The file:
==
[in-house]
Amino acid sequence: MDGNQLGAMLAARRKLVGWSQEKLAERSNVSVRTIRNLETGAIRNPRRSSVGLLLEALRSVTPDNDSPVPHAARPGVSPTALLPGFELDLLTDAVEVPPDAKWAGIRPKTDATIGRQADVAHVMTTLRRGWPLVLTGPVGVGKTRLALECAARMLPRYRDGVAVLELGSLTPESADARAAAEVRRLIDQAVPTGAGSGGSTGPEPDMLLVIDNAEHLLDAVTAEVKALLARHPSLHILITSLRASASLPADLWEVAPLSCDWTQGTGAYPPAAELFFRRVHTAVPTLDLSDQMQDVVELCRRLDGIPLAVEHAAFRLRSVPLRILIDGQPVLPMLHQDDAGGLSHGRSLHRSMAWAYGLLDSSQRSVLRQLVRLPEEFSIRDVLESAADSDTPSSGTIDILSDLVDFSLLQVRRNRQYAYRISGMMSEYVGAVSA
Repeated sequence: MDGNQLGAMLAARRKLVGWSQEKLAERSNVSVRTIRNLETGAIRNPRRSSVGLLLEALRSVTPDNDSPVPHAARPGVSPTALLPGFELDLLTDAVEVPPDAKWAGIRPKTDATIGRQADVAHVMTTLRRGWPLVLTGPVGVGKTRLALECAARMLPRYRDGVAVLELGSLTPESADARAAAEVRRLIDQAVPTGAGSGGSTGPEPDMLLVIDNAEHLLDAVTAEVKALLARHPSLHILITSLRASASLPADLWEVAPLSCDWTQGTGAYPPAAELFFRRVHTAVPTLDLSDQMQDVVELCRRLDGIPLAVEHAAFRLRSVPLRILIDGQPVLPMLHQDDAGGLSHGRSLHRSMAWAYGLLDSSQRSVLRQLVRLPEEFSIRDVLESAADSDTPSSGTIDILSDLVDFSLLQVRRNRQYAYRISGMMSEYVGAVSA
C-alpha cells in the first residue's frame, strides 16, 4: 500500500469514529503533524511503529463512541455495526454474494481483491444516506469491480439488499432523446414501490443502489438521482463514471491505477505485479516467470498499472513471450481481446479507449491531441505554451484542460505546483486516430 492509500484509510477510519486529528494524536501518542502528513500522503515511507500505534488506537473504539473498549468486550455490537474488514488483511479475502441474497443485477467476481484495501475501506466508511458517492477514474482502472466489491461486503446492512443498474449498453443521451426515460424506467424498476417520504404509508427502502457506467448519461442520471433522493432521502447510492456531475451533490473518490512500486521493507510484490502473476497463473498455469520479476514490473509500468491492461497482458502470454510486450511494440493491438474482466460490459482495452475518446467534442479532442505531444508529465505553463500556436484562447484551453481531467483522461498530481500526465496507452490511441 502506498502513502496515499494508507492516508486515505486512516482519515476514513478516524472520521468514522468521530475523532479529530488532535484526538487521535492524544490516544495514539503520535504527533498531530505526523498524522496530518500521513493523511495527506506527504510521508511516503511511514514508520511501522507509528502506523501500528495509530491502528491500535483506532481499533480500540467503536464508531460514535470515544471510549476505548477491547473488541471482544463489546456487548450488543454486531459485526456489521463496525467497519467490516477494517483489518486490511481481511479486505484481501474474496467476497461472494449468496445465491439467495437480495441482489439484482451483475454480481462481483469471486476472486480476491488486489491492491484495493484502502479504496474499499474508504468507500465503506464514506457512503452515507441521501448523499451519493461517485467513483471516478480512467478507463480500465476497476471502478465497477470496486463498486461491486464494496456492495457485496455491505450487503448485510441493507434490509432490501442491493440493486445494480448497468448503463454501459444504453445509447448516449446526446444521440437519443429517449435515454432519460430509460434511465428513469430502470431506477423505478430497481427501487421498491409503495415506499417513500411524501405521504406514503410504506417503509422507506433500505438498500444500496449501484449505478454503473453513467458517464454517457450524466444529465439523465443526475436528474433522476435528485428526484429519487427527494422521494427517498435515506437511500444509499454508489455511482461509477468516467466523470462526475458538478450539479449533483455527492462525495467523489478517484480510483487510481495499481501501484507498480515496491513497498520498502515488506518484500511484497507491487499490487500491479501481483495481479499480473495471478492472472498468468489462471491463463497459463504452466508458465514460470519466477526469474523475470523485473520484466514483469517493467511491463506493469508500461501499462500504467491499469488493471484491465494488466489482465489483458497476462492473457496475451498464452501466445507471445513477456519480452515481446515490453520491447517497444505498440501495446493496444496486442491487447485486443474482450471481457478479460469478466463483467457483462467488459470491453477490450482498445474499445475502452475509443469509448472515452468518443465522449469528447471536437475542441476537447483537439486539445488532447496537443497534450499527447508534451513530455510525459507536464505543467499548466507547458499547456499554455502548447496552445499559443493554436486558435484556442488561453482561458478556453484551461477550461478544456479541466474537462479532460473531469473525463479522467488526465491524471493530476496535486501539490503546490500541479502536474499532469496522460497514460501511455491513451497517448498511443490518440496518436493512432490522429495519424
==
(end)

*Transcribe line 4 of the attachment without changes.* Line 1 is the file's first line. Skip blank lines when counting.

C-alpha cells in the first residue's frame, strides 16, 4: 500500500469514529503533524511503529463512541455495526454474494481483491444516506469491480439488499432523446414501490443502489438521482463514471491505477505485479516467470498499472513471450481481446479507449491531441505554451484542460505546483486516430 492509500484509510477510519486529528494524536501518542502528513500522503515511507500505534488506537473504539473498549468486550455490537474488514488483511479475502441474497443485477467476481484495501475501506466508511458517492477514474482502472466489491461486503446492512443498474449498453443521451426515460424506467424498476417520504404509508427502502457506467448519461442520471433522493432521502447510492456531475451533490473518490512500486521493507510484490502473476497463473498455469520479476514490473509500468491492461497482458502470454510486450511494440493491438474482466460490459482495452475518446467534442479532442505531444508529465505553463500556436484562447484551453481531467483522461498530481500526465496507452490511441 502506498502513502496515499494508507492516508486515505486512516482519515476514513478516524472520521468514522468521530475523532479529530488532535484526538487521535492524544490516544495514539503520535504527533498531530505526523498524522496530518500521513493523511495527506506527504510521508511516503511511514514508520511501522507509528502506523501500528495509530491502528491500535483506532481499533480500540467503536464508531460514535470515544471510549476505548477491547473488541471482544463489546456487548450488543454486531459485526456489521463496525467497519467490516477494517483489518486490511481481511479486505484481501474474496467476497461472494449468496445465491439467495437480495441482489439484482451483475454480481462481483469471486476472486480476491488486489491492491484495493484502502479504496474499499474508504468507500465503506464514506457512503452515507441521501448523499451519493461517485467513483471516478480512467478507463480500465476497476471502478465497477470496486463498486461491486464494496456492495457485496455491505450487503448485510441493507434490509432490501442491493440493486445494480448497468448503463454501459444504453445509447448516449446526446444521440437519443429517449435515454432519460430509460434511465428513469430502470431506477423505478430497481427501487421498491409503495415506499417513500411524501405521504406514503410504506417503509422507506433500505438498500444500496449501484449505478454503473453513467458517464454517457450524466444529465439523465443526475436528474433522476435528485428526484429519487427527494422521494427517498435515506437511500444509499454508489455511482461509477468516467466523470462526475458538478450539479449533483455527492462525495467523489478517484480510483487510481495499481501501484507498480515496491513497498520498502515488506518484500511484497507491487499490487500491479501481483495481479499480473495471478492472472498468468489462471491463463497459463504452466508458465514460470519466477526469474523475470523485473520484466514483469517493467511491463506493469508500461501499462500504467491499469488493471484491465494488466489482465489483458497476462492473457496475451498464452501466445507471445513477456519480452515481446515490453520491447517497444505498440501495446493496444496486442491487447485486443474482450471481457478479460469478466463483467457483462467488459470491453477490450482498445474499445475502452475509443469509448472515452468518443465522449469528447471536437475542441476537447483537439486539445488532447496537443497534450499527447508534451513530455510525459507536464505543467499548466507547458499547456499554455502548447496552445499559443493554436486558435484556442488561453482561458478556453484551461477550461478544456479541466474537462479532460473531469473525463479522467488526465491524471493530476496535486501539490503546490500541479502536474499532469496522460497514460501511455491513451497517448498511443490518440496518436493512432490522429495519424